Where even two years ago, I was convinced that when I felt bad, because he did something, whatever it was, or didn't do something, that that was about him. And it is not. It is always him reflecting something to me about myself, that I believe / don't believe. That's what I've really learned.

And so, in the last two years, there's this new gratitude. I mean, I remember when when the penny dropped for me, and I said something to him after some sort of fight, and I was like, “You didn't do anything wrong. You don't have to say or do anything. I'm gonna sit with this and work on it. And thank you.” And he looked at me like I had two heads like, am I mocking him? I was like, “No! No, I get it. You don't believe me? You think I'm like trying to trap you or something? No, no, I really mean it. Thank you. Thank you for saying that thing that hurt my feelings. You just gave me a gift.” (Because it was a lesson.)

Yeah, because it was something that I thought I needed from him. Nope, it was just something I wasn't yet giving to myself.

23:29 Tony

That's a soundbite. So, following along on that journey, if you could speak to a younger version of you, pre-children, that they were thinking about having a family… what advice can you pass on to a young artist who's ready to enter that world?

23:46 Jenn

Oh, who wants to start a family? Yeah. Yeah, well, I would say that there's no desire on your heart, that's not there for a reason. So if that is calling you, you know, don't be afraid of it. And don't try to figure out like how, or like when, or like, plan it all out. Because there's never sort of the perfect time or the right time.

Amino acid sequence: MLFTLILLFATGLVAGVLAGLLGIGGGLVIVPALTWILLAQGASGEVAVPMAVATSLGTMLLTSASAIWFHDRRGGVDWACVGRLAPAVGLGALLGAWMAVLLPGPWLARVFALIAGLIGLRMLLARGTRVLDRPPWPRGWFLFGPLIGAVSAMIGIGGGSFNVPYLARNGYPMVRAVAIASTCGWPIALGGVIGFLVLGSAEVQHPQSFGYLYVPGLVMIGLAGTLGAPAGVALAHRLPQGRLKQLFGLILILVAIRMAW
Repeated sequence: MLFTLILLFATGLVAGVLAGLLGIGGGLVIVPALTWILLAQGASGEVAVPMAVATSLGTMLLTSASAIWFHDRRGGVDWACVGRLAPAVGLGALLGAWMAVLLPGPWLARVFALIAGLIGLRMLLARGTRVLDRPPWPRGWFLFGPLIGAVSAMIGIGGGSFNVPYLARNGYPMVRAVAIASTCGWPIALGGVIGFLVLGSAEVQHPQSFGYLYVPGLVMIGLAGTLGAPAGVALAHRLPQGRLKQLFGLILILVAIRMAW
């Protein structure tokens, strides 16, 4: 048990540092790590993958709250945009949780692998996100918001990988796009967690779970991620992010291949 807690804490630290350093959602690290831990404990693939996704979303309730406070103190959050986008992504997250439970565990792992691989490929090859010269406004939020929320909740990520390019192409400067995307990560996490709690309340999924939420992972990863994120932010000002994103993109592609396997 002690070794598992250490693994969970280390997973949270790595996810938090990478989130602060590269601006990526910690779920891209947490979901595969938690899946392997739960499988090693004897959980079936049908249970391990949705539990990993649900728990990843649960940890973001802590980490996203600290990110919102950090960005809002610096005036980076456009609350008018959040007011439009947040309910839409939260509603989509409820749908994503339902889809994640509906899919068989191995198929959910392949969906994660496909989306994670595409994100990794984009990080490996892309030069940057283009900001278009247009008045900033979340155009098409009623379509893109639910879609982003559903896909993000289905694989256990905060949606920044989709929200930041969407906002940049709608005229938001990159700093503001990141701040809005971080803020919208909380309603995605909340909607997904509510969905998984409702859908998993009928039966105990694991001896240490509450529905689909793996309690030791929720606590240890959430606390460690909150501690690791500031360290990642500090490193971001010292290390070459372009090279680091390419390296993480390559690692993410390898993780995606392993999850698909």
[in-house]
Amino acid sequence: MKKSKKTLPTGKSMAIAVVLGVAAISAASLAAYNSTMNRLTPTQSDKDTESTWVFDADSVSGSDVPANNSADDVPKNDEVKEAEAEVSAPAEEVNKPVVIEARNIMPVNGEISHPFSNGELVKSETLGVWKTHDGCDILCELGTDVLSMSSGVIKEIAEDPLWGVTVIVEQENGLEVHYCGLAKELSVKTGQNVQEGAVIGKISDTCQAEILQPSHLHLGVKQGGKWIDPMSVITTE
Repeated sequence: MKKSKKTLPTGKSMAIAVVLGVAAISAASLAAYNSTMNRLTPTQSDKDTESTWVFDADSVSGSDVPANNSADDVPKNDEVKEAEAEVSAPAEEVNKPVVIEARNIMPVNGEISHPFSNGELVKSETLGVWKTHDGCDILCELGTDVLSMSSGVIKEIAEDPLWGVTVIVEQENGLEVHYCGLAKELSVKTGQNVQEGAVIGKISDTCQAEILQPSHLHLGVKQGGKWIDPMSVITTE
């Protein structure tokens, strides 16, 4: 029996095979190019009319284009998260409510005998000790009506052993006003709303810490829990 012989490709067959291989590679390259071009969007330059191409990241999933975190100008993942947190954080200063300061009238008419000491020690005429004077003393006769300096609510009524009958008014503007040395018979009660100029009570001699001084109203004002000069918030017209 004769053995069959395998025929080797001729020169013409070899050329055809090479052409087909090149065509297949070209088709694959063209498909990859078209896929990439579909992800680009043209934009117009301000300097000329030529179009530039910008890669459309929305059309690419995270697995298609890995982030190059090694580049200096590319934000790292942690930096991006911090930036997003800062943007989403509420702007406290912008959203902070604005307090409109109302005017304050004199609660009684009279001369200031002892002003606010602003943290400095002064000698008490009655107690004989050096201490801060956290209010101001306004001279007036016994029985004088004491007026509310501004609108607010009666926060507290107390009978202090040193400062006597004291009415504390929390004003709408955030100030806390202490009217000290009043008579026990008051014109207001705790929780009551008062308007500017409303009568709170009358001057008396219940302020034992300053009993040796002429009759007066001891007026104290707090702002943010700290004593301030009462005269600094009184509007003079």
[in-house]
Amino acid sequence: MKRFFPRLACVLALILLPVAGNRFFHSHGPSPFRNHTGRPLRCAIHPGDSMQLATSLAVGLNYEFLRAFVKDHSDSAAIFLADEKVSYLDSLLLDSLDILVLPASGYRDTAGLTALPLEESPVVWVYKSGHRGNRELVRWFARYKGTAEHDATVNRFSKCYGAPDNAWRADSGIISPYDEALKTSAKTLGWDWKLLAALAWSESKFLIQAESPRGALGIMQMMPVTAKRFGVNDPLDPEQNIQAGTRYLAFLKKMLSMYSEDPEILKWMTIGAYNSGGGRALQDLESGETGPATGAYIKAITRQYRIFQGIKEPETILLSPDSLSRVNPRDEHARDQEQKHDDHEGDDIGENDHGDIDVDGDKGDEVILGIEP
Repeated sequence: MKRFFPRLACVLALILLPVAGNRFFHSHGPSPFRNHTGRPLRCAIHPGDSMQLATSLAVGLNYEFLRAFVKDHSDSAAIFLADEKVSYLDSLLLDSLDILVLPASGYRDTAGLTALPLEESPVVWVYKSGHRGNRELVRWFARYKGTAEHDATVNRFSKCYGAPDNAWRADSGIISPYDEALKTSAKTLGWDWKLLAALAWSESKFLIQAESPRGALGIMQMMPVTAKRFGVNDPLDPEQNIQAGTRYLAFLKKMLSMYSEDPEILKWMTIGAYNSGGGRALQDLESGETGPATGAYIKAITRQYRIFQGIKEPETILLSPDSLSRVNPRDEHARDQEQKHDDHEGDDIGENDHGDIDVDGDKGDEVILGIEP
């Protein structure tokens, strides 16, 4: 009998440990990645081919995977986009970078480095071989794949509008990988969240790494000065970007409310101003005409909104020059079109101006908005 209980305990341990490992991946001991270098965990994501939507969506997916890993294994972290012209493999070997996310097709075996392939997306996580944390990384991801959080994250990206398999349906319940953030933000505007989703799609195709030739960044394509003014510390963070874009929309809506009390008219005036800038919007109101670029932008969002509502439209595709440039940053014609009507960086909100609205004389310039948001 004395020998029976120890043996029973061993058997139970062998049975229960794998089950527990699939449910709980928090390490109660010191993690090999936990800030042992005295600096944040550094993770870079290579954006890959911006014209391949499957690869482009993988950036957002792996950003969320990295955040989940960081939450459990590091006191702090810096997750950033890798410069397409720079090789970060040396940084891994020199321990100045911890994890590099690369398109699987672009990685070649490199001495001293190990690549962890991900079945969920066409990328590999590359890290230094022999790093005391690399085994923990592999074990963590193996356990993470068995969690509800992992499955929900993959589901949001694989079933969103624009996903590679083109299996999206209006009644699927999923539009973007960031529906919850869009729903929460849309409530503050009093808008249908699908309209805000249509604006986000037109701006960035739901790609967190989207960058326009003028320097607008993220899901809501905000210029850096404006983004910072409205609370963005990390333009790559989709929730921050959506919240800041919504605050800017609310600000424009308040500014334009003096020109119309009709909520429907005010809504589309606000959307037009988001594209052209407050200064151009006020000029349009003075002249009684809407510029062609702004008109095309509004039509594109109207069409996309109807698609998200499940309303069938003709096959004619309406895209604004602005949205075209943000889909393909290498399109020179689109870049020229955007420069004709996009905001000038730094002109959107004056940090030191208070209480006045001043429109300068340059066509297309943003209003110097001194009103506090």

So I would say, you know, sort of acknowledge that desire on your heart and like, keep stepping towards it. And sometimes that doesn't look like what you thought it would look like. Like, especially for women, right? Like I do know, women that said, “Okay, well, I thought I meet the person first and this and that.” But here in physical reality, there are some, like determining factors that like time only exists here or right time doesn't exist there. So but it exists because that's what gets us into action, right? So don't be afraid of the clock and don't whatever, but definitely be aware of it because it does exist. And just keep stepping out on faith. And it really will all work out.

Babies. Oh, I get a little like, I don't even know, what's the feeling I'm feeling because one of my co stars just left this week he and his partner are waiting for their surrogate to… yeah, like, I think it's gonna happen tomorrow. I really do. I'll have to update you if I'm right. But they come when they want to come and but they bring source right to our doorstep. I mean, they are. Most people feel it when they're in the presence, especially like the little bitty bitty babies. Like, they're… my mom would always they're the most powerful people in the room. Because they just came fresh.

They haven't yet forgotten who they are, you know, like, as a person. And as a parent, like, you remember that sort of freedom that you had, like, you know, from when… I have some very early memories, I think some of my earliest memories are maybe like three years old. So that's pretty, pretty early. But, you know, we all remember like, you know, maybe five, four and five, like little flashes of memory of like, oh, gosh, I was so free I wasn't it because we hadn't yet adopted this awareness of like what other people think and needing to be good or needing to, like we know those…